There is something about bare feet that seem to generate myths. We’re all familiar with health department myths, and athlete’s foot myths, and warts myths, and that feet are supposedly these fragile things.
But it’s been going on for a long time.
I came across an item in the September, 1857 issue of Godey’s Lady’s Book and Magazine:
OUR EARLY LEGISLATORS.—In the year 1784, the legislature of Pennsylvania, to abolish a practice then prevailing, passed the following resolution, after considerable opposition: “That hereafter no member shall come into the chamber barefooted, nor eat his bread and cheese on the steps of the Capitol.”
Okay. But where did the story come from?
We can go all the way back to the July 13, 1816 issue of Niles’ Weekly Register to find a much earlier version of the story:
BLUE LAWS. The “Blue Laws of Connecticut” have often been a source of merriment to the citizens of the present day. But it is not generally known, that some of the early acts of the legislature of Pennsylvania are equally queer. About the year 1683 or 1684, the legislature of Pennsylvania passed a resolution that “no member thereof should come to the house barefoot or eat his bread and cheese on the steps.”
Hmmm. Between 1816 and 1857 the date of this resolution aged about 100 years. In 1816 it is claimed that the resolution was passed in 1684 and in 1857, it’s dated as 1784. That’s suspicious right there, and indicative that it might just be a myth that just keeps getting passing along.
But there’s more. In 1817, the March 22 of Niles’ has a letter to the editor debunking it.
In the 10th vol. page 336, I observe the following—”about the year 1683, or 1684, the legislature of Pennsylvania passed a resolution, that no member thereof should come to the house barefoot, or eat his bread and cheese on the steps”—I know not where thee could have got the information, but believe it to be utterly false. I have their votes and proceedings from the first to the revolutionary war, and know it is not to be found in them; nor is it probable that there were steps to the house—the rent of it annually was only £10—a rent for 24 members, very moderate even in those happy days of simplicity and frugality.
Members of assembly had at that time six shillings per diem—in 1683, the house met at 7 o’clock in the morning, in 1690, at 6 o’clock in the morning, all present, and in 1693, at 5 o’clock in the morning—if some of the information I give is not wanted, it can do no injury and will be cheap.
The letter writer seemed to know what he was talking about. The letter continues to give other detailed information about how the legislature operated in the late-1600s/early-1700s.
Here’s the excuse of the editor:
I do not recollect where the article alluded to first appeared. It was copied from some other paper, after running through the United States uncontradicted; having been originally published in apposition to some of the “blue laws” of the New-England states.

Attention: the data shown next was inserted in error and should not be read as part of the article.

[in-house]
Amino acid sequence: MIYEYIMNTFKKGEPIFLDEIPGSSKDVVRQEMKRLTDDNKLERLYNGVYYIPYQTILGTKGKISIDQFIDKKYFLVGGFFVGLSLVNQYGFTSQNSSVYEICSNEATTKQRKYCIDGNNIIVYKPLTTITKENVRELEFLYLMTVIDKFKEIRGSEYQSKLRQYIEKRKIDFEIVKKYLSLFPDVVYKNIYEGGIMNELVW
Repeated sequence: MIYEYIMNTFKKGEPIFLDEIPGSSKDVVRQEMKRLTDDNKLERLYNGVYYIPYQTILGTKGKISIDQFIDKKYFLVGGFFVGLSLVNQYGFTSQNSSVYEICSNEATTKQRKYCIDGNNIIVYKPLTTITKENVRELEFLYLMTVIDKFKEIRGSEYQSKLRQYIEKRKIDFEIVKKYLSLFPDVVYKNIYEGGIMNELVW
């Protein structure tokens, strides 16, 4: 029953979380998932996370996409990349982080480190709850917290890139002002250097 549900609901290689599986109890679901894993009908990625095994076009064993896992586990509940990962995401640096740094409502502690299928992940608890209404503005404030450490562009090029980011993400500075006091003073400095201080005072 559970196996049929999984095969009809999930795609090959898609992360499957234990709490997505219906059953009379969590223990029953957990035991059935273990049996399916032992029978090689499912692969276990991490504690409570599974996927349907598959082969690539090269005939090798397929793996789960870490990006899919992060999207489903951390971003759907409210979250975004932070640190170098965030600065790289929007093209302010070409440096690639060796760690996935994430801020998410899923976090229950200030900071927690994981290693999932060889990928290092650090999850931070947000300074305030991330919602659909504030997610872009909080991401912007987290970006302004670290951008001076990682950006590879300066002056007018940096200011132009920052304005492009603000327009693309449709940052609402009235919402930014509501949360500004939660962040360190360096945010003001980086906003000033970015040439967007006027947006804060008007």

Copied from some other paper. Gotten from a friend of a friend of a friend. Paging Jan Harold Brunvand . . .
In fact, we can see how this same story kept appearing again and again (with certain minor changes) by looking at newspapers from the 1800s.
Looking through a bunch of newspapers, I found the story multiple times. (Obviously, one newspaper copied it from another one, or the story was shared over some sort of wire service.) About the only thing that seemed to change was the date that the legislature supposedly passed the resolution. Here’s a table I made up showing what I found.
(First column is the date of the newspaper; second column is the claimed date of the resolution—”<100" is shorthand for the phrase "less than 100 years ago"; third column is the state the newspaper appeared in.)
It’s interesting to see how the story started out with 1684 (or around 1684/1685). At some point, somebody added 100 years to the date (to make it seem more contemporary?). Or maybe it was just a typo that so many picked up on. And then by the end of its life, the story just settled in on “less than 100 years ago”.
Other barefoot myths probably developed the same way. Something vague that may have some basis somewhere gets repeated, errors creep in, people make assumptions, and next thing you know, it becomes unquestioned “common knowledge”.
And here you thought “fake news” was something new.
[For those who don’t quite get the title of this blog entry, it’s a reference to “turtles all the way down”. The story goes:
William James, father of American psychology, tells of meeting an old lady who told him the Earth rested on the back of a huge turtle. “But, my dear lady”, Professor James asked, as politely as possible, “what holds up the turtle?” “Ah”, she said, “that’s easy. He is standing on the back of another turtle.” “Oh, I see”, said Professor James, still being polite. “But would you be so good as to tell me what holds up the second turtle?” “It’s no use, Professor”, said the old lady, realizing he was trying to lead her into a logical trap. “It’s turtles all the way down!”
It seems barefooters debunk one myth only to find it standing on yet another one.]